Going through this process makes sure our clients are not in the dark and the estimation being off doesn’t sneak up on them. Typically we can reduce scope in another area or issue a change request to account for the change in estimation but doing this early allows us to be mindful of the change and keep the project on track. Saving this news to avoid the conversation could mean that the project runs out of budget before launch creating a situation where no one is happy.
3. Have a product owner on both sides
Our most successful clients delegate a product owner internally to collaborate and oversee the project jointly with our product owner. This helps the team on many levels. An internal product owner can have a direct line of sight into what is most important to the company leadership team. They can clearly communicate what features and functionality are of the highest priority to show the leadership team meaningful progress is being made. The internal product owner also has in-depth knowledge of product budgets and estimations and will be able to communicate with the wider leadership team on project progress.
Oftentimes products evolve as an idea moves through the various stages of design and development. If a team loses sight of the initial business goals of the project it can be catastrophic to the whole effort. An internal product owner can mitigate that risk by working with our project management team to identify changes to the schedule early and often.
4. Focus on the partnership, not the project
Many of our clients have been with us for over a decade. We believe the best way to achieve this is by helping our clients make decisions that are right for their business. We don’t push any internal agendas and we are technology agnostic. We try to help advise our clients on the most logical next step, that will create a foundation they can build upon in the future. For example, if we’re making some AWS or Azure infrastructure enhancements and it makes sense to upgrade security features at the same time, our devops team will let our clients know the cost difference and give them the information they need to make an informed long-term decision.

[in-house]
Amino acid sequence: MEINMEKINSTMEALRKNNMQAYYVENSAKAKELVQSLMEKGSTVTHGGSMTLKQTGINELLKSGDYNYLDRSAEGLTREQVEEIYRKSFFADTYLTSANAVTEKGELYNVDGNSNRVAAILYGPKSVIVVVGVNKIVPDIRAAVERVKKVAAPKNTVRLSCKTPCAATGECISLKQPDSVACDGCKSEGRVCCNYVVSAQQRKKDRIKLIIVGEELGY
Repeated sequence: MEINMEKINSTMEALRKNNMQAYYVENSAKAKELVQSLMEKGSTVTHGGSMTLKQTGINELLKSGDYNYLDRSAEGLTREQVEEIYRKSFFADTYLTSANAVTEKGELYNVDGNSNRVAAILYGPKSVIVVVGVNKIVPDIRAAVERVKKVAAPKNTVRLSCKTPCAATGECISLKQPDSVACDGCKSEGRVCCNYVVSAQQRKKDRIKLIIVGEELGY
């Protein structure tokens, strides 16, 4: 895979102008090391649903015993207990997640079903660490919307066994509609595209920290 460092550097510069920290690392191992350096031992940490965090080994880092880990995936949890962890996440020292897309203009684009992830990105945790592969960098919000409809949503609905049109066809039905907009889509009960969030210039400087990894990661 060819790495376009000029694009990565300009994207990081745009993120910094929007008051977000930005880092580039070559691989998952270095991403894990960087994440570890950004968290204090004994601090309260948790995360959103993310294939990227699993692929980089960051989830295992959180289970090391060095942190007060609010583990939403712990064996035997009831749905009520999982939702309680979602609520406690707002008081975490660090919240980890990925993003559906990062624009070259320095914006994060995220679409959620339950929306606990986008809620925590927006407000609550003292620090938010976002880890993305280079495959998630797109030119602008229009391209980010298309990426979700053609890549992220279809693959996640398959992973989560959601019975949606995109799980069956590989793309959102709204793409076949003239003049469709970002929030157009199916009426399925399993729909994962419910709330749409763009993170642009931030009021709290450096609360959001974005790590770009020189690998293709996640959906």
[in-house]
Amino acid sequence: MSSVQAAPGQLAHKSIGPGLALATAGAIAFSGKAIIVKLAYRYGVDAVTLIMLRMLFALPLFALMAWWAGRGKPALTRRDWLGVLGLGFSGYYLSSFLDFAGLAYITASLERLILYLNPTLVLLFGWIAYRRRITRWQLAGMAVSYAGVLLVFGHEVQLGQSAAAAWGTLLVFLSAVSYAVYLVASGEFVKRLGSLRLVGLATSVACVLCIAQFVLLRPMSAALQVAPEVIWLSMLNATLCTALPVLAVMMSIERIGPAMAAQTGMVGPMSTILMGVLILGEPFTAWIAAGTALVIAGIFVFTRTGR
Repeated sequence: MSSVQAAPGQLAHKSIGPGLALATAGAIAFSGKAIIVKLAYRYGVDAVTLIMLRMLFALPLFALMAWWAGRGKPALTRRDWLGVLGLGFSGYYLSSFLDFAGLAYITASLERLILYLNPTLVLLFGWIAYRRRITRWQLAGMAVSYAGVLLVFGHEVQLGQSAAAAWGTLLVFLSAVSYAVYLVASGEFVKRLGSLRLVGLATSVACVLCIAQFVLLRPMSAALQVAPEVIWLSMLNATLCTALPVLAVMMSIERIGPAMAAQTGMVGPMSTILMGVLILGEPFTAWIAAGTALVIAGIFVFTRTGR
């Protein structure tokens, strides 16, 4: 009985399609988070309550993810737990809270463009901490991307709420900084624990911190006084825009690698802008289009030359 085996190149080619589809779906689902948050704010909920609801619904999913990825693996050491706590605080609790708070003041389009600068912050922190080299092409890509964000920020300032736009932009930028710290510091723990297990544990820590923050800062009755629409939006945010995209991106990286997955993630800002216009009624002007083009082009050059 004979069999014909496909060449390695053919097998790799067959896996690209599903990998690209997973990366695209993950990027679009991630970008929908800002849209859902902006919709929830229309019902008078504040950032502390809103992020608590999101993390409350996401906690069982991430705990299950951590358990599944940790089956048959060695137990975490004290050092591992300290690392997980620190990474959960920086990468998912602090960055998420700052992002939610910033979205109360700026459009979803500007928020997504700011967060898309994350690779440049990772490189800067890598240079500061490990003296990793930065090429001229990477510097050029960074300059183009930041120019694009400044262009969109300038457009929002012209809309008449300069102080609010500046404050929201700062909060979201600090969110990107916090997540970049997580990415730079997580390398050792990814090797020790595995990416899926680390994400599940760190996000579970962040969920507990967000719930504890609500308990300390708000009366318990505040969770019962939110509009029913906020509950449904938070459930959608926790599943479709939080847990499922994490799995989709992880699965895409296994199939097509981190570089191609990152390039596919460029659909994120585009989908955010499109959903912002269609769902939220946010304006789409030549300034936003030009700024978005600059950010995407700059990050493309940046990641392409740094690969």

There are also times where our clients choose to take on some technical debt. It sounds scary but this can often be the right decision. When a new idea has not shown its value to the business yet, there are times when an MVP (minimum viable product) can be sufficient in proving out the idea before making it scalable to millions of users.
We work to be our clients trusted advisors, not just for the immediate project but for the long haul.
5. Collaborative budgeting
Creation and approval of budgets can be very disruptive to teams. Gaps created by business processes can disturb the rhythms of projects and reduce a team’s velocity. To get ahead of this our Project Managers work with internal Product Owners to develop phased budgets early on. This allows business leaders to plan spend and for teams to plan resources ahead of time guaranteeing that the team will retain its most valuable team members.
This also allows us to bring the high-level budgeting into the sprint planning process, where the team can determine what epics should be in which phase. Having a clear roadmap allows for everyone to have transparent insight over the project timeline and what features are coming when.
Technology is hard, but bad communication can make the software development process even harder.
Last minute surprises, missed launches and blown budgets can be a thing of the past by employing a proper process.
Want to chat about getting your next project kicked-off right? Reach out to set up a time to chat.